Synology DSM 7 Review Part 2 – Multimedia & Backups

https://nascompares.com/synology-dsm-7-review-part-2-multimedia-backup-management

Synology DSM 7 Review Part 3 – Cloud Gateways, Active Insight and CMS

https://nascompares.com/synology-dsm-7-review-part-3-cloud-gateways-active-insight-and-cms

Synology DSM 7 Review Part 4 – Business Applications & Conclusion

https://nascompares.com/synology-dsm-7-review-part-4-business-applications-conclusion

 

 


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Need Advice on Data Storage from an Expert?

We want to keep the free advice on NASCompares FREE for as long as we can. Since this service started back in Jan '18, We have helped hundreds of users every month solve their storage woes, but we can only continue to do this with your support. So please do choose to buy at Amazon US and Amazon UK on the articles when buying to provide advert revenue support or to donate/support the site below. Finally, for free advice about your setup, just leave a message in the comments below here at NASCompares.com and we will get back to you. Need Help? Where possible (and where appropriate) please provide as much information about your requirements, as then I can arrange the best answer and solution to your needs. Do not worry about your e-mail address being required, it will NOT be used in a mailing list and will NOT be used in any way other than to respond to your enquiry. [contact-form-7] Terms and Conditions Alternatively, why not ask me on the ASK NASCompares forum, by clicking the button below. This is a community hub that serves as a place that I can answer your question, chew the fat, share new release information and even get corrections posted. I will always get around to answering ALL queries, but as a one-man operation, I cannot promise speed! So by sharing your query in the ASK NASCompares section below, you can get a better range of solutions and suggestions, alongside my own.   This description contains links to Amazon. These links will take you to some of the products mentioned in today’s video. As an Amazon Associate, I earn from qualifying purchases

QNAP NAS QTS 5.0 Beta Now Available

4 juillet 2021 à 23:00

Beta Now Available for QNAP QTS 5.0 Released

Most people who own a NAS drive, for business or for pleasure, will realise very early on that the software that these systems arrive with is more than just simple file/folder storage access. In particular, the QNAP QTS system software and services is one that has evolved a great deal over the years and has now found a good balance between providing a user-friendly experience and providing a good degree of system/storage information when needed. Add to this that QNAP has generally been the first to market when it comes to innovation in the NAS industry (sometimes a little sooner than some might like!) and this has led to them introducing a number of key applications in the past before their competitors in NAS (HybridMount, vJBOD, Container Station, Linux Station and Multimedia Console to name a few) in their previous versions of QTS. At the same time that Synology now launching their new DSM 7 platform (after nearly 3 years in development), QNAP is now going to let users have a test and provide feedback on QTS 5.0. The Beta of QTS 5.0 is now available to download from QNAP HERE and along with numerous background improvements, there are several new applications, new services (that include AI-assisted analysis improvements with the google TPU upgrades) and improved SSD cache handling, security tightening measures. The Beta Test period ends at 23:59 (UTC+8) on July 31, 2021.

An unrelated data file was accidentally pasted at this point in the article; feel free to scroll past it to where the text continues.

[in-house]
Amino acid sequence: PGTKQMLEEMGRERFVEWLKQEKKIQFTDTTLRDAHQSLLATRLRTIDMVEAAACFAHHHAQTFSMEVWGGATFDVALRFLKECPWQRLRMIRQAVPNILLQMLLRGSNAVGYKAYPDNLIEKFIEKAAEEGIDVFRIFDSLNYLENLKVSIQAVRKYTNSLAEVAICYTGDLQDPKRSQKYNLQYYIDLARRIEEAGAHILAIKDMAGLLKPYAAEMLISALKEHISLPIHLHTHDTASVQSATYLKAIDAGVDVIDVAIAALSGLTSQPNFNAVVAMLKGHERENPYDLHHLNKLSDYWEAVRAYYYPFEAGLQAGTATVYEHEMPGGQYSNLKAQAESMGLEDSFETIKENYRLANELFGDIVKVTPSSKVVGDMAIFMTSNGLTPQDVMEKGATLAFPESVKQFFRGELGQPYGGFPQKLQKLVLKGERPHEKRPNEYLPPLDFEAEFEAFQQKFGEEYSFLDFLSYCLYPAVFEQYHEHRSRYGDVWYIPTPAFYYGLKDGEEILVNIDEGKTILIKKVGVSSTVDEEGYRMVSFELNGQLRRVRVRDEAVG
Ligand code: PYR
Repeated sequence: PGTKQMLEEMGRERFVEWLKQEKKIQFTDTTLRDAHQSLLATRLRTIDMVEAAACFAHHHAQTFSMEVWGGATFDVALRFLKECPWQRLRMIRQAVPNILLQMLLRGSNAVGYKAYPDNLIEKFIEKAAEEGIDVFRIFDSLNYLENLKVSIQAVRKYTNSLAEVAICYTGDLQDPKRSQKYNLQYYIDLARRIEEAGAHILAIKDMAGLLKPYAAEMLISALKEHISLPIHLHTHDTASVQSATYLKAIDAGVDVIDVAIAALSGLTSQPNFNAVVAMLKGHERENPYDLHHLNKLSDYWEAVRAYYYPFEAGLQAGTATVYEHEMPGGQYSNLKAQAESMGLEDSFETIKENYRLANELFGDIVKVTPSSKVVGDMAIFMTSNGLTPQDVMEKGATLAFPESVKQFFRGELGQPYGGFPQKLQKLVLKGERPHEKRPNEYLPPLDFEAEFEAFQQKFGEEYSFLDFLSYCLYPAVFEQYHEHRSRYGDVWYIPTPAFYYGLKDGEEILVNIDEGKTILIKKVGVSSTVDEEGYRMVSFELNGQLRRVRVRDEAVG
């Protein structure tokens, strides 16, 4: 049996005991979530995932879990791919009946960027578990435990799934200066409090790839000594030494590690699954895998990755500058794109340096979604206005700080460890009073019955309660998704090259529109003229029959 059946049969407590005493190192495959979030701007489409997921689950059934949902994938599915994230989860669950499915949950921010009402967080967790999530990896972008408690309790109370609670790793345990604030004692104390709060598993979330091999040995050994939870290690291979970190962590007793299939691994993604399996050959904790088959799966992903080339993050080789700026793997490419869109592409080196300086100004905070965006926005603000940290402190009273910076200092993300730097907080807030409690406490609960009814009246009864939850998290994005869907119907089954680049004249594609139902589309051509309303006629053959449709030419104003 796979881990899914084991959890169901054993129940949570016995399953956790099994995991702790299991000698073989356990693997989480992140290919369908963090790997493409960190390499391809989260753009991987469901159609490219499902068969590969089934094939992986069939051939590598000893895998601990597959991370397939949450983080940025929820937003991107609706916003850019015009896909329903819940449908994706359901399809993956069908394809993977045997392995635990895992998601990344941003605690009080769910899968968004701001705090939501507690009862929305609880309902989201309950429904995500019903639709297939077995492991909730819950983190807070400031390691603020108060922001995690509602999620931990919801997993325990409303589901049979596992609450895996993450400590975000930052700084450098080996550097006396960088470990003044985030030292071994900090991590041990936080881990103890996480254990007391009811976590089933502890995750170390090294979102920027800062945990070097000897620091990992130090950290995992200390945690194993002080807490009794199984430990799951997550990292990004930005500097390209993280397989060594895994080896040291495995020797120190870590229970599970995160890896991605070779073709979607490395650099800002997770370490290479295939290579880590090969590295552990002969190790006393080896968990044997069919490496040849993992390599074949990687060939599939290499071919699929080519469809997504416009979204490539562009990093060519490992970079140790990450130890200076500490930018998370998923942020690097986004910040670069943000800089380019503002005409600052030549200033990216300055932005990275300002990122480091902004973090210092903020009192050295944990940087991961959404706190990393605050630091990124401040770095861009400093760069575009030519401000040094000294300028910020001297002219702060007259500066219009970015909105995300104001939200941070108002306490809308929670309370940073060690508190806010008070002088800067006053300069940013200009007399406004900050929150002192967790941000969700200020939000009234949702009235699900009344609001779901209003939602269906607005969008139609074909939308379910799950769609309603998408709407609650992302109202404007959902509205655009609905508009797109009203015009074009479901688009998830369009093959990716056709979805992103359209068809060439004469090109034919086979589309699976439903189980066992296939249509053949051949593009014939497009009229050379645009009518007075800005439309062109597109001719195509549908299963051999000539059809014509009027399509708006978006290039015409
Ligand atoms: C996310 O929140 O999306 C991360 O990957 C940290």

What QNAP have said about the QTS 5.0 Beta – QNAP released the QTS 5.0 Beta, the latest version of the NAS operating system. QTS 5.0 has upgraded with Linux Kernel 5.10, improved security, WireGuard VPN support, and enhanced NVMe SSD cache performance. The DA Drive Analyzer, powered by a cloud AI engine, helps predict the expected life of drives. The new QuFTP app helps fulfil personal and business file transfer needs. QNAP now welcomes users to join the Beta Program and provide their feedback so QNAP can further improve QTS and provide a more comprehensive and secure user experience. QTS 5.0 builds upon its solid foundations with an updated system kernel and optimized user interface – followed by enhanced security measures to protect your digital assets, improved system performance to streamline your applications, and integrated AI machine learning to strengthen image recognition and drive failure prediction. Providing cutting-edge features to meet the challenge of rapid technological changes, QTS 5.0 brings you data security, power, and intelligence.